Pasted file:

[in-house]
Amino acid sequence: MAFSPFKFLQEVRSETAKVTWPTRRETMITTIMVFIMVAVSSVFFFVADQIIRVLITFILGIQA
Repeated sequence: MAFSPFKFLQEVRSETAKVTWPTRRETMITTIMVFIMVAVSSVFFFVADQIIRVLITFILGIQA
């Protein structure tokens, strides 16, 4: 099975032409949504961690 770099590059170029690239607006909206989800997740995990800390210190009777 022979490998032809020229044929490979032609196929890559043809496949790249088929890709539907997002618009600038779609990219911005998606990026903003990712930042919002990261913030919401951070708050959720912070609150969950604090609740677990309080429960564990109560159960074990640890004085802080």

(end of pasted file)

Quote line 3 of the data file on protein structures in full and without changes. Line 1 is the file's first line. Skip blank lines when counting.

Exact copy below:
Repeated sequence: MAFSPFKFLQEVRSETAKVTWPTRRETMITTIMVFIMVAVSSVFFFVADQIIRVLITFILGIQA